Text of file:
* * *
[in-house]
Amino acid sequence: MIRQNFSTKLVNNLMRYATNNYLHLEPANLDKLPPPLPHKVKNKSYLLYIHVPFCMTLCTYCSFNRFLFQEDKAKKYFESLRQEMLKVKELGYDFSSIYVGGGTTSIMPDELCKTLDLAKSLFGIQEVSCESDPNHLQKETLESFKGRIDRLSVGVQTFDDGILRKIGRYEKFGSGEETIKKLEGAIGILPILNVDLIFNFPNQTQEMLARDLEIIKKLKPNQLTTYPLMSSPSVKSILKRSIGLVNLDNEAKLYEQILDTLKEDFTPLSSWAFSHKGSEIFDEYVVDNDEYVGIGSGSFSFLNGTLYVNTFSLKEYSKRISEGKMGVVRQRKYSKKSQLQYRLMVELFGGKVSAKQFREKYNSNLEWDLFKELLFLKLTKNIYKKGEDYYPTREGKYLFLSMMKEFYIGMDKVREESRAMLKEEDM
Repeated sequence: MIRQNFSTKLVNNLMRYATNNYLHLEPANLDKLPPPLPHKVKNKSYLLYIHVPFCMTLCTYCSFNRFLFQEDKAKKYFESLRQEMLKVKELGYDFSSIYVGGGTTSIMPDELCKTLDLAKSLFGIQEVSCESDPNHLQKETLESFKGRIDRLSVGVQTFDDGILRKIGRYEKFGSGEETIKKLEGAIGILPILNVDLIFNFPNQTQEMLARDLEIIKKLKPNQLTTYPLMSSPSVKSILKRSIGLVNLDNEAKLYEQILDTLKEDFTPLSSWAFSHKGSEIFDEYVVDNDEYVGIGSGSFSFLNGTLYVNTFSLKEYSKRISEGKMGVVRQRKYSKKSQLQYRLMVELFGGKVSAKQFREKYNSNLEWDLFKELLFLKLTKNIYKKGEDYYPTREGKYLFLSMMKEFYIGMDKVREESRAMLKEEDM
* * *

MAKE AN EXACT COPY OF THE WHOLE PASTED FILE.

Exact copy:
[in-house]
Amino acid sequence: MIRQNFSTKLVNNLMRYATNNYLHLEPANLDKLPPPLPHKVKNKSYLLYIHVPFCMTLCTYCSFNRFLFQEDKAKKYFESLRQEMLKVKELGYDFSSIYVGGGTTSIMPDELCKTLDLAKSLFGIQEVSCESDPNHLQKETLESFKGRIDRLSVGVQTFDDGILRKIGRYEKFGSGEETIKKLEGAIGILPILNVDLIFNFPNQTQEMLARDLEIIKKLKPNQLTTYPLMSSPSVKSILKRSIGLVNLDNEAKLYEQILDTLKEDFTPLSSWAFSHKGSEIFDEYVVDNDEYVGIGSGSFSFLNGTLYVNTFSLKEYSKRISEGKMGVVRQRKYSKKSQLQYRLMVELFGGKVSAKQFREKYNSNLEWDLFKELLFLKLTKNIYKKGEDYYPTREGKYLFLSMMKEFYIGMDKVREESRAMLKEEDM
Repeated sequence: MIRQNFSTKLVNNLMRYATNNYLHLEPANLDKLPPPLPHKVKNKSYLLYIHVPFCMTLCTYCSFNRFLFQEDKAKKYFESLRQEMLKVKELGYDFSSIYVGGGTTSIMPDELCKTLDLAKSLFGIQEVSCESDPNHLQKETLESFKGRIDRLSVGVQTFDDGILRKIGRYEKFGSGEETIKKLEGAIGILPILNVDLIFNFPNQTQEMLARDLEIIKKLKPNQLTTYPLMSSPSVKSILKRSIGLVNLDNEAKLYEQILDTLKEDFTPLSSWAFSHKGSEIFDEYVVDNDEYVGIGSGSFSFLNGTLYVNTFSLKEYSKRISEGKMGVVRQRKYSKKSQLQYRLMVELFGGKVSAKQFREKYNSNLEWDLFKELLFLKLTKNIYKKGEDYYPTREGKYLFLSMMKEFYIGMDKVREESRAMLKEEDM